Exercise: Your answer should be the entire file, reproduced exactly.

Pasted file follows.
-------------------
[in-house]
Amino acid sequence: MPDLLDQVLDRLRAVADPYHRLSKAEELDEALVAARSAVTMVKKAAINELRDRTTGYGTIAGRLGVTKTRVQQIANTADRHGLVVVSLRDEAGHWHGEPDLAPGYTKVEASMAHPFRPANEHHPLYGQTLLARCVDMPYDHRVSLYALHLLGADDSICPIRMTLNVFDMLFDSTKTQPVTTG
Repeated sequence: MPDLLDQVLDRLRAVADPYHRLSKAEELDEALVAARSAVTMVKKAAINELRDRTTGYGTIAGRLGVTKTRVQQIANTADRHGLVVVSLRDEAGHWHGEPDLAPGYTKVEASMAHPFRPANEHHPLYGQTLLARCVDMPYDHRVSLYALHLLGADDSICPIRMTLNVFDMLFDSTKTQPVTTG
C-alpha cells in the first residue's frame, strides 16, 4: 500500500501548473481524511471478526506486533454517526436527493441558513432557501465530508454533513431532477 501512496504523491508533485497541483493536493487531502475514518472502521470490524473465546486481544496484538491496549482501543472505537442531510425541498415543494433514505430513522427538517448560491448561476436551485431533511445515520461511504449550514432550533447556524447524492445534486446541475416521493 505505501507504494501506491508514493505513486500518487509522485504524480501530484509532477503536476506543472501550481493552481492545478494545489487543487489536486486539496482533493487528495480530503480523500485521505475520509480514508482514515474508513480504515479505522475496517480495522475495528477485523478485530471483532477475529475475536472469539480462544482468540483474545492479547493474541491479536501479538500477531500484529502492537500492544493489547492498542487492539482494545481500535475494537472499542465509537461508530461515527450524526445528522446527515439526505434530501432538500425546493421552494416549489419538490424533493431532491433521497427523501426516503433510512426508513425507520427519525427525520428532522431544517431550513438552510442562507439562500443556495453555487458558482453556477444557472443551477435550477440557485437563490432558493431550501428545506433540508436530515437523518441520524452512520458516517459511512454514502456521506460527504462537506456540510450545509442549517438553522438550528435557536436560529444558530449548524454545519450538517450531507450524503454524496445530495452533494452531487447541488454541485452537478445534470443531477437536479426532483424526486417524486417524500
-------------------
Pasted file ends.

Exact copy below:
[in-house]
Amino acid sequence: MPDLLDQVLDRLRAVADPYHRLSKAEELDEALVAARSAVTMVKKAAINELRDRTTGYGTIAGRLGVTKTRVQQIANTADRHGLVVVSLRDEAGHWHGEPDLAPGYTKVEASMAHPFRPANEHHPLYGQTLLARCVDMPYDHRVSLYALHLLGADDSICPIRMTLNVFDMLFDSTKTQPVTTG
Repeated sequence: MPDLLDQVLDRLRAVADPYHRLSKAEELDEALVAARSAVTMVKKAAINELRDRTTGYGTIAGRLGVTKTRVQQIANTADRHGLVVVSLRDEAGHWHGEPDLAPGYTKVEASMAHPFRPANEHHPLYGQTLLARCVDMPYDHRVSLYALHLLGADDSICPIRMTLNVFDMLFDSTKTQPVTTG
C-alpha cells in the first residue's frame, strides 16, 4: 500500500501548473481524511471478526506486533454517526436527493441558513432557501465530508454533513431532477 501512496504523491508533485497541483493536493487531502475514518472502521470490524473465546486481544496484538491496549482501543472505537442531510425541498415543494433514505430513522427538517448560491448561476436551485431533511445515520461511504449550514432550533447556524447524492445534486446541475416521493 505505501507504494501506491508514493505513486500518487509522485504524480501530484509532477503536476506543472501550481493552481492545478494545489487543487489536486486539496482533493487528495480530503480523500485521505475520509480514508482514515474508513480504515479505522475496517480495522475495528477485523478485530471483532477475529475475536472469539480462544482468540483474545492479547493474541491479536501479538500477531500484529502492537500492544493489547492498542487492539482494545481500535475494537472499542465509537461508530461515527450524526445528522446527515439526505434530501432538500425546493421552494416549489419538490424533493431532491433521497427523501426516503433510512426508513425507520427519525427525520428532522431544517431550513438552510442562507439562500443556495453555487458558482453556477444557472443551477435550477440557485437563490432558493431550501428545506433540508436530515437523518441520524452512520458516517459511512454514502456521506460527504462537506456540510450545509442549517438553522438550528435557536436560529444558530449548524454545519450538517450531507450524503454524496445530495452533494452531487447541488454541485452537478445534470443531477437536479426532483424526486417524486417524500